And so does the presence of bad ones. When blows land — when there is loss, mistreatment, rejection, abandonment, misfortune, or trauma — they leave wounds. Sometimes these heal fully, usually due to a rich soup of supplies. But often they don’t, leaving pockets of unresolved emotional pain like pus beneath a scab, while also affecting a person’s functioning like a lifelong limp from a broken ankle that never fully mended.
A lack or a wound will leave “a hole in your heart” — which gets even deeper when the two exacerbate each other. For example, I vividly recall the time a popular girl in high school really put me down; it was a minor blow in its own right, but my years of social isolation had left me with no shields or shock absorbers to buffer its impact, which was to make me feel awful about myself for a long time afterward.
So what can you do about your own lacks and wounds? You’ve got them; we all do. Life alone can be healing: time passes, you put more distance each year between yourself and the train wreck of your early childhood, seventh grade, first great love, last job, last marriage, or whatever, and you move on to a better place. But this essentially passive process of being carried by life is often not enough for a real healing: it’s too slow, or it doesn’t reach down deep enough, or key ingredients are missing.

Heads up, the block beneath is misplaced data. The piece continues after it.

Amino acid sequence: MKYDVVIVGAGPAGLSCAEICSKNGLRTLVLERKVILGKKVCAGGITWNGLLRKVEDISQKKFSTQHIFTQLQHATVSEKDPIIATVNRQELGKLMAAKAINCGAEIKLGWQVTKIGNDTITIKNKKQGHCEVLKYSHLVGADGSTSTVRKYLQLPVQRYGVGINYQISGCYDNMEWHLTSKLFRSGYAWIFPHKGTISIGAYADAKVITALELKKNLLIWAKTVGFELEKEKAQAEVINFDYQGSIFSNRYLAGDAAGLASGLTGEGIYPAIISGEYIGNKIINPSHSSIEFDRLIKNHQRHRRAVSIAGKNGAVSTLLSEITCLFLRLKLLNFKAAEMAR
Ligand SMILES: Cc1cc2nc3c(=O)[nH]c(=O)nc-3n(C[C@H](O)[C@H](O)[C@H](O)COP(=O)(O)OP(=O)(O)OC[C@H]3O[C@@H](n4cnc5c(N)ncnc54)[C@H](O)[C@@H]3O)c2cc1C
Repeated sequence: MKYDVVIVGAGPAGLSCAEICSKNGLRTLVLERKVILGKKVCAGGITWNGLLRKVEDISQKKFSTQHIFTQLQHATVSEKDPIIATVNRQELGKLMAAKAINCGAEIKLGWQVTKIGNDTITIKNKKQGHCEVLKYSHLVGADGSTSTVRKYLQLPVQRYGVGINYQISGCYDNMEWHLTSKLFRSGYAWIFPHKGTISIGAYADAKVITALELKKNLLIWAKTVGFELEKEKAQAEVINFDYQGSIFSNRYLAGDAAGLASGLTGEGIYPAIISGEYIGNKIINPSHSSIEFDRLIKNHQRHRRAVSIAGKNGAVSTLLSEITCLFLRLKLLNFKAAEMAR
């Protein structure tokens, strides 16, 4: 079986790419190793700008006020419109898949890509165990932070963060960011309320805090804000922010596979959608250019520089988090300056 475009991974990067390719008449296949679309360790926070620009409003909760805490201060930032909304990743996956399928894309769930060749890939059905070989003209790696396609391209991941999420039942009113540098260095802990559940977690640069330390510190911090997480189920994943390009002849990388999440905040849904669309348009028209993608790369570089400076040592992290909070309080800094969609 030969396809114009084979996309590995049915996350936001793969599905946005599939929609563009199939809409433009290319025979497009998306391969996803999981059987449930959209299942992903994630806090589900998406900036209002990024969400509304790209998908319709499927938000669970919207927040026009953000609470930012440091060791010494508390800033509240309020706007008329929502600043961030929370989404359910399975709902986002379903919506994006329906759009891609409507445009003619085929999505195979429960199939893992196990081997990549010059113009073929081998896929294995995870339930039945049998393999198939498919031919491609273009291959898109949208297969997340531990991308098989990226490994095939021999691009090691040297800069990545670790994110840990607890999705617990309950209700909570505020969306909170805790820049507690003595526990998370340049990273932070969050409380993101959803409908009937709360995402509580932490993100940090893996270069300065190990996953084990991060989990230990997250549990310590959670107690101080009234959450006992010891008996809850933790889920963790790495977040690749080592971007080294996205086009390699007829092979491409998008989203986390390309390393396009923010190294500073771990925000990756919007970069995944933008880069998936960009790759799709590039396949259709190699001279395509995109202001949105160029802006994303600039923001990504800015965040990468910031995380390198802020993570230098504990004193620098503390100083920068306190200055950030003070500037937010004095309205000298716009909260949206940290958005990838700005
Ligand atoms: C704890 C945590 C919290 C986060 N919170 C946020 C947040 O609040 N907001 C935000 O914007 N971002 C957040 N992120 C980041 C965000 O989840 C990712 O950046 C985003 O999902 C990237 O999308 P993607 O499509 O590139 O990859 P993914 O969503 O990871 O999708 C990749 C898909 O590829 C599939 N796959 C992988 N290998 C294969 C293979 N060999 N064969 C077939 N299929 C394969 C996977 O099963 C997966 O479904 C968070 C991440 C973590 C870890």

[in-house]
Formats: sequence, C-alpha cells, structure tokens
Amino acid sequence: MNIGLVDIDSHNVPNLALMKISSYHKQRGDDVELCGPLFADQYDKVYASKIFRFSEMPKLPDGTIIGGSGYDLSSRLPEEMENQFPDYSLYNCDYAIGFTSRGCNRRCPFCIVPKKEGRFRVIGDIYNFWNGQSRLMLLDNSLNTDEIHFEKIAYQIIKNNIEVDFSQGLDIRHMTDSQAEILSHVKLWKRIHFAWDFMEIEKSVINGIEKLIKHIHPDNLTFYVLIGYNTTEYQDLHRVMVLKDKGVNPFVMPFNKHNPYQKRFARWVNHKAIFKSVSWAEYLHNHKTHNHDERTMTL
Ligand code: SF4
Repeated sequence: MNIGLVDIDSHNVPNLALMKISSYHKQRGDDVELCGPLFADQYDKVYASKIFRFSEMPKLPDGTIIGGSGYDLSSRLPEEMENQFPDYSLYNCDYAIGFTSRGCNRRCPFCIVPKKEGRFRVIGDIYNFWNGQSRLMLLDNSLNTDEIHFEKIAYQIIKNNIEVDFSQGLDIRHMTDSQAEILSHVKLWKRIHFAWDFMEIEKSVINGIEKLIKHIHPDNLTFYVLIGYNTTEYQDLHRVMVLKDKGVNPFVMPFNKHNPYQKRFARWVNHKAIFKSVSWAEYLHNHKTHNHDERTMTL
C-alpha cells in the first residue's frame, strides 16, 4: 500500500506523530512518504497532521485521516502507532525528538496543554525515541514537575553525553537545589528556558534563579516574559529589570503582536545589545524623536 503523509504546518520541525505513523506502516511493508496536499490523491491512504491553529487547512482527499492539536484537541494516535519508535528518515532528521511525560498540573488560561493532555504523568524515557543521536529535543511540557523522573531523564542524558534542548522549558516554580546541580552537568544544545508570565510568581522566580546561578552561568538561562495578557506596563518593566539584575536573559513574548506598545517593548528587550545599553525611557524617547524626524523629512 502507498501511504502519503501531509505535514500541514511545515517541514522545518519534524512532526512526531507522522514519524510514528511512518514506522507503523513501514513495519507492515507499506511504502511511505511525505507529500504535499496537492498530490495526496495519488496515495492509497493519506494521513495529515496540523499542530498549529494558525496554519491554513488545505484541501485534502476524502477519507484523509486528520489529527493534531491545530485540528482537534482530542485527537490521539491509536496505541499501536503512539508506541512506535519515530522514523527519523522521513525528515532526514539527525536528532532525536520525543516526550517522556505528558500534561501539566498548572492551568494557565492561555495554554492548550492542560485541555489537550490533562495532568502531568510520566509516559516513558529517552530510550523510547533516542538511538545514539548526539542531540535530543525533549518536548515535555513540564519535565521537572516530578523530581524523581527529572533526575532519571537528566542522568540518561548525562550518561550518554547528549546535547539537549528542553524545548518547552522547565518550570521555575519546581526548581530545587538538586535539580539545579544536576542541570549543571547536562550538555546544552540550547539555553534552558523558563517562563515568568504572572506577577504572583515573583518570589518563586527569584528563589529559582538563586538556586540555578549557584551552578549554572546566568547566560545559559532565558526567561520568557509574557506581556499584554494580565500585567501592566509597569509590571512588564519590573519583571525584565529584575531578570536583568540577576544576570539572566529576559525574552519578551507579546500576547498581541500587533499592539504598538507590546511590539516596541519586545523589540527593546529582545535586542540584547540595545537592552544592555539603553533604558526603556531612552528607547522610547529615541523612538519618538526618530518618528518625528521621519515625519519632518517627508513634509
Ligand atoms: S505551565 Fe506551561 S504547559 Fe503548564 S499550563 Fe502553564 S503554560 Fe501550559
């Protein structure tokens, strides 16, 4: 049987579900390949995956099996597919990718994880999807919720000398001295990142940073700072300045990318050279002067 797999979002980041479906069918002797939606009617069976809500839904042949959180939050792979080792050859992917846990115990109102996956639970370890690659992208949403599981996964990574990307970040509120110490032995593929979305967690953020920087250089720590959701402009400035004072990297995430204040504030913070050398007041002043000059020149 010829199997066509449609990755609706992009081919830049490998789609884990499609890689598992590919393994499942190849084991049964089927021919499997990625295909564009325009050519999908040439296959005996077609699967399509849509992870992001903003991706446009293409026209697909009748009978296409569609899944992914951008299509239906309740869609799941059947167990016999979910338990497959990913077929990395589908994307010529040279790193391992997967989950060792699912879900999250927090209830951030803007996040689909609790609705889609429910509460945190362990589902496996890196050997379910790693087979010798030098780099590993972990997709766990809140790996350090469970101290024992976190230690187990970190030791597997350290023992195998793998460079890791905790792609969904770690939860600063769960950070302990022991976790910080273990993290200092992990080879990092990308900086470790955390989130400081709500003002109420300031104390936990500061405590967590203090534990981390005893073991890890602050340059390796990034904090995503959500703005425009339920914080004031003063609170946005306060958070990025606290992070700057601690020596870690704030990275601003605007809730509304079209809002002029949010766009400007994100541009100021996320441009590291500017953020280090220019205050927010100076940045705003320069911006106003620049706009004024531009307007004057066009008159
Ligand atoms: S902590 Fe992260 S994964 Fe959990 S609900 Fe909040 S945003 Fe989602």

Then you need to actively fill the hole in your heart.
How do we do this?
It’s fundamentally simple: you take in good experiences that are specifically aimed at your own lacks and wounds. It’s like being a sailor with scurvy: you need vitamin C — not vitamin E — for what ails you. For example, I felt both protected and independent as a child, so experiences of safety and autonomy as an adult — while valuable in their own right — did not address my issue: I needed the particular healing balm of experiences of inclusion and respect in groups.